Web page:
Revised documentary to be unveiled
This article features an event that occurred in the past.
The installation of David O. Belcher as Western Carolina University chancellor will provide an opportunity for the campus community and people of Western North Carolina to reflect on the university’s tradition of service to the region with the showing of a newly updated and digitized version of the documentary “Bells in the Valley.”
The revised “Bells in the Valley” will be screened in the theater of A.K. Hinds University Center from 3 to 9 p.m. on installation day – Thursday, March 29. The showings, beginning at each half-hour mark, are part of a lineup of “Community on Campus” events that will follow the morning installation ceremony.
The original “Bells” was created on the occasion of WCU’s centennial in 1989, and the documentary was a companion piece for a book, “A Mountain Heritage: The Illustrated History of Western Carolina University,” that came out at the same time. The book’s authors, professors emeriti of history Curtis W. Wood and H. Tyler Blethen, wrote the script for the original “Bells” and updated it for the new version to include the years since 1989.
Wood said the 18-minute documentary, a collection of still photographs and audio voice-overs, and the book were never intended to be “institutional histories” of WCU that listed the accomplishments of each of the university’s presidents or chancellors, but both were meant to be social histories that reflect how life on the Cullowhee campus has evolved through the years. “In writing the new script section, we identified some ways the campus has changed over the past 23 years, with enrollment growth and expansion of the physical campus being two big items, and also the increase in the use of computers in the daily lives of students, faculty and staff, and new developments in residential life,” Wood said.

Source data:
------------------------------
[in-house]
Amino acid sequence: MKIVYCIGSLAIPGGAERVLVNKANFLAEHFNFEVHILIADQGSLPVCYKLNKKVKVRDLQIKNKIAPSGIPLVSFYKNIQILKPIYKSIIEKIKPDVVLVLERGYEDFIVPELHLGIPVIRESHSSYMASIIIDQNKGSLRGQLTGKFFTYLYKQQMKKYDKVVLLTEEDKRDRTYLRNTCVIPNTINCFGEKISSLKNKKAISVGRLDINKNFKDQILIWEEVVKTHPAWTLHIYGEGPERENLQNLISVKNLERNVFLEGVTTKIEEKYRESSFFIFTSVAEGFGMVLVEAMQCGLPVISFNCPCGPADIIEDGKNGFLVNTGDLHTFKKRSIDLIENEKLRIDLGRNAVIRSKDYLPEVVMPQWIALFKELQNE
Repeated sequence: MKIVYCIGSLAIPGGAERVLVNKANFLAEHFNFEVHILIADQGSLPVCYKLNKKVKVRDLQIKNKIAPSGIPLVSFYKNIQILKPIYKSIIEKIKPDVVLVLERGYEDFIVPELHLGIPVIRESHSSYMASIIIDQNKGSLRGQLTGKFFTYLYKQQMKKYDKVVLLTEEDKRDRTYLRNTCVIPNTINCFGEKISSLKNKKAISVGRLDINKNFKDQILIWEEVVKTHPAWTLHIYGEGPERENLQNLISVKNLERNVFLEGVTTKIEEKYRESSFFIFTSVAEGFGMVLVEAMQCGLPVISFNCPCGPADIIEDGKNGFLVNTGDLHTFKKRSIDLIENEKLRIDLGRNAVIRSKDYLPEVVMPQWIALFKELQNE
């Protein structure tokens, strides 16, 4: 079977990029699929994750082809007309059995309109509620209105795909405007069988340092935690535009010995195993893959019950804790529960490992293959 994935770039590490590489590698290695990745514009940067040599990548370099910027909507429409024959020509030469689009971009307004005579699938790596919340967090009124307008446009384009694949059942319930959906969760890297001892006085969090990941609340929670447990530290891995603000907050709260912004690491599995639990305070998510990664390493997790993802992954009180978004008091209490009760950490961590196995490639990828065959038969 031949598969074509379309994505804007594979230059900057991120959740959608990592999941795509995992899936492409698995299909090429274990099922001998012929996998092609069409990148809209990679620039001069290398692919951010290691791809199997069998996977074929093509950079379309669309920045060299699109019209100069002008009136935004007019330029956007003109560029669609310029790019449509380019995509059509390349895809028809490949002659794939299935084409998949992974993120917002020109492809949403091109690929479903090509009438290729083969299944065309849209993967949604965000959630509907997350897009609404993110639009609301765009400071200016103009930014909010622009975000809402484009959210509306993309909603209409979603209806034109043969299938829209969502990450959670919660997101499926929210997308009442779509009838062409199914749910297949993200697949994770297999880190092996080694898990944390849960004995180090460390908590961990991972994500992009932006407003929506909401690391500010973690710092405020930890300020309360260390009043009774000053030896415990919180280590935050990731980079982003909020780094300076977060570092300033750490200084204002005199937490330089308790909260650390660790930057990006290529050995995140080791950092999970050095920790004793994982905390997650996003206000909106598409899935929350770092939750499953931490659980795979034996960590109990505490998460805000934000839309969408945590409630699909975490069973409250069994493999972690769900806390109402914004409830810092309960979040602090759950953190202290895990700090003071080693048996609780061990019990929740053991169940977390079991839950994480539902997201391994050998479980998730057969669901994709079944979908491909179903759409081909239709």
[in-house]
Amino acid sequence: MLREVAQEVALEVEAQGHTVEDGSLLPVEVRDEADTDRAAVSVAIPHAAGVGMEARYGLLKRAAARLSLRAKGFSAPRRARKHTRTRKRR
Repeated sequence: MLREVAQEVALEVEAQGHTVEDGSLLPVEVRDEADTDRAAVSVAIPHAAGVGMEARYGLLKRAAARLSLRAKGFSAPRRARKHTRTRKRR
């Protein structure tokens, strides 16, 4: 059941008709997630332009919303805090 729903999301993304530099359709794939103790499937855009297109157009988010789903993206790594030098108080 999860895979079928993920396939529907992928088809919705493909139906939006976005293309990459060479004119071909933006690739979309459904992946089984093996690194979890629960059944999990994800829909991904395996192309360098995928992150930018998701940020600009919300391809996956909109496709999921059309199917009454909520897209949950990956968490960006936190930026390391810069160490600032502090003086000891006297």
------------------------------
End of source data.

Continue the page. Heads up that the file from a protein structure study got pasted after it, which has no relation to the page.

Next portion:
Blethen said the original “Bells” has been shown to thousands of visitors throughout the years at the Mountain Heritage Center auditorium, and the documentary also has been used during new faculty orientation and shown to some USI 130 (“The University Experience”) classes. The original was too cumbersome to take on the road because it requires a reel-to-reel video player and nine slide projectors to show to audiences, he said. The new version, in the DVD format, will be easily transported and shown.
Anna McFadden, WCU’s director of academic engagement and IT governance, has been coordinating the campus group that has been working on the new “Bells.” In addition to Wood and Blethen, the group includes Arledge Armenaki, associate professor in the School of Stage and Screen, as producer; Jesse Romine, a graduate of WCU’s motion picture and television production program, as video editor; and Bruce Frazier, Carol Grotnes Belk Distinguished Professor of Commercial and Electronic Music, as musical consultant. Scott Philyaw, director of the Mountain Heritage Center, and his staff have been providing support along with George Frizzell, head of Special Collections, and Jason Brady, library technician in Special Collections.